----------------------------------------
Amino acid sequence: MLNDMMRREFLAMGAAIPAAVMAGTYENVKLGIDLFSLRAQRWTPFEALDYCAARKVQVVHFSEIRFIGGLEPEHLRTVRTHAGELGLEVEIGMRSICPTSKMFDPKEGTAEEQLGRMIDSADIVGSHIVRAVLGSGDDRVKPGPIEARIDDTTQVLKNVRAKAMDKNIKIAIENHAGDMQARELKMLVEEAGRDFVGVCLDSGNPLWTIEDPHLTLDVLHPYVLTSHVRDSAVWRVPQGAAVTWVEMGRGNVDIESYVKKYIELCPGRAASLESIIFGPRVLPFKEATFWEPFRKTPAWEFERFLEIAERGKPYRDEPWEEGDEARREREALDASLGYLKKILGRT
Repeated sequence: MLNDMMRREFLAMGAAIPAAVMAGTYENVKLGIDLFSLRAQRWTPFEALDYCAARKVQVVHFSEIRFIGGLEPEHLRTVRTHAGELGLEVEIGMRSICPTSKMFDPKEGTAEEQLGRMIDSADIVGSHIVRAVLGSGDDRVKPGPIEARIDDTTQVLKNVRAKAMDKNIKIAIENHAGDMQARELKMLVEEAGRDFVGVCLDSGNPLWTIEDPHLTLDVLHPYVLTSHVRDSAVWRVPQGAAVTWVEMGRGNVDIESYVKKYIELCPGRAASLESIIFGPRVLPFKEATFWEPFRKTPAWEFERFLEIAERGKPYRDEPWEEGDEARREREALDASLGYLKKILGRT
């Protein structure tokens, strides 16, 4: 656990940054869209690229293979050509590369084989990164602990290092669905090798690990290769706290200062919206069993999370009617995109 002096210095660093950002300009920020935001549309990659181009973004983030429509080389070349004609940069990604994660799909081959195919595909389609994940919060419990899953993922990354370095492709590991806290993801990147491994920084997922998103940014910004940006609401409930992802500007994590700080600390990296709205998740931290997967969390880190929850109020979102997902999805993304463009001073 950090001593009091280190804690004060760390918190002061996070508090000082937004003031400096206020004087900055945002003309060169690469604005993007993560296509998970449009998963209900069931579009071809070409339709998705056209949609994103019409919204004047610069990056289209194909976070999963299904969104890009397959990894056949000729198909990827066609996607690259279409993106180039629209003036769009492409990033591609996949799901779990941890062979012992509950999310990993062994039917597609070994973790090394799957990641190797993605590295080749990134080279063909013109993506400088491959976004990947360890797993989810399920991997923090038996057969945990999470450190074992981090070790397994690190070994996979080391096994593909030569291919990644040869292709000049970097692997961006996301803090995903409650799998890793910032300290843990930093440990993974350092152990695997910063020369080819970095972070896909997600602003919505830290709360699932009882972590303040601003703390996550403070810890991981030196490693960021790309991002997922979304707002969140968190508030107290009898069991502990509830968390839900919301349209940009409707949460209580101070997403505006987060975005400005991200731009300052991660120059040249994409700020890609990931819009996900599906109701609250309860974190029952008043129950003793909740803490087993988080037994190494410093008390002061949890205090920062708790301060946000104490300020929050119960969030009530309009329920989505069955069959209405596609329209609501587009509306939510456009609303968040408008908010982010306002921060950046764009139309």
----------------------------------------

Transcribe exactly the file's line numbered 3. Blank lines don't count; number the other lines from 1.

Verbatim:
């Protein structure tokens, strides 16, 4: 656990940054869209690229293979050509590369084989990164602990290092669905090798690990290769706290200062919206069993999370009617995109 002096210095660093950002300009920020935001549309990659181009973004983030429509080389070349004609940069990604994660799909081959195919595909389609994940919060419990899953993922990354370095492709590991806290993801990147491994920084997922998103940014910004940006609401409930992802500007994590700080600390990296709205998740931290997967969390880190929850109020979102997902999805993304463009001073 950090001593009091280190804690004060760390918190002061996070508090000082937004003031400096206020004087900055945002003309060169690469604005993007993560296509998970449009998963209900069931579009071809070409339709998705056209949609994103019409919204004047610069990056289209194909976070999963299904969104890009397959990894056949000729198909990827066609996607690259279409993106180039629209003036769009492409990033591609996949799901779990941890062979012992509950999310990993062994039917597609070994973790090394799957990641190797993605590295080749990134080279063909013109993506400088491959976004990947360890797993989810399920991997923090038996057969945990999470450190074992981090070790397994690190070994996979080391096994593909030569291919990644040869292709000049970097692997961006996301803090995903409650799998890793910032300290843990930093440990993974350092152990695997910063020369080819970095972070896909997600602003919505830290709360699932009882972590303040601003703390996550403070810890991981030196490693960021790309991002997922979304707002969140968190508030107290009898069991502990509830968390839900919301349209940009409707949460209580101070997403505006987060975005400005991200731009300052991660120059040249994409700020890609990931819009996900599906109701609250309860974190029952008043129950003793909740803490087993988080037994190494410093008390002061949890205090920062708790301060946000104490300020929050119960969030009530309009329920989505069955069959209405596609329209609501587009509306939510456009609303968040408008908010982010306002921060950046764009139309």